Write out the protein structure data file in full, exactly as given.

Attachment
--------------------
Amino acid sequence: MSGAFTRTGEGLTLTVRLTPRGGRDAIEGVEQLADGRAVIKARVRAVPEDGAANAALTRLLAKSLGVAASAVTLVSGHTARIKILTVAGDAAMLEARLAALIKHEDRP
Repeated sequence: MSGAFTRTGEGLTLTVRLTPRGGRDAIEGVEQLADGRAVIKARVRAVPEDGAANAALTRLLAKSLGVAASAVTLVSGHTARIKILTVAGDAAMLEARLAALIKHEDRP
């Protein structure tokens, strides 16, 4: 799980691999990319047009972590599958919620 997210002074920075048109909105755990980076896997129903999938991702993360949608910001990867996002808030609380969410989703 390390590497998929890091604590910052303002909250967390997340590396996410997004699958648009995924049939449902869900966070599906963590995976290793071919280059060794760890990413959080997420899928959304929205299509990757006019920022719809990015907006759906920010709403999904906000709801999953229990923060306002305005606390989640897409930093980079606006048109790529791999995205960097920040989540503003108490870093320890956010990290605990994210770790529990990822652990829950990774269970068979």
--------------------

Amino acid sequence: MSGAFTRTGEGLTLTVRLTPRGGRDAIEGVEQLADGRAVIKARVRAVPEDGAANAALTRLLAKSLGVAASAVTLVSGHTARIKILTVAGDAAMLEARLAALIKHEDRP
Repeated sequence: MSGAFTRTGEGLTLTVRLTPRGGRDAIEGVEQLADGRAVIKARVRAVPEDGAANAALTRLLAKSLGVAASAVTLVSGHTARIKILTVAGDAAMLEARLAALIKHEDRP
């Protein structure tokens, strides 16, 4: 799980691999990319047009972590599958919620 997210002074920075048109909105755990980076896997129903999938991702993360949608910001990867996002808030609380969410989703 390390590497998929890091604590910052303002909250967390997340590396996410997004699958648009995924049939449902869900966070599906963590995976290793071919280059060794760890990413959080997420899928959304929205299509990757006019920022719809990015907006759906920010709403999904906000709801999953229990923060306002305005606390989640897409930093980079606006048109790529791999995205960097920040989540503003108490870093320890956010990290605990994210770790529990990822652990829950990774269970068979």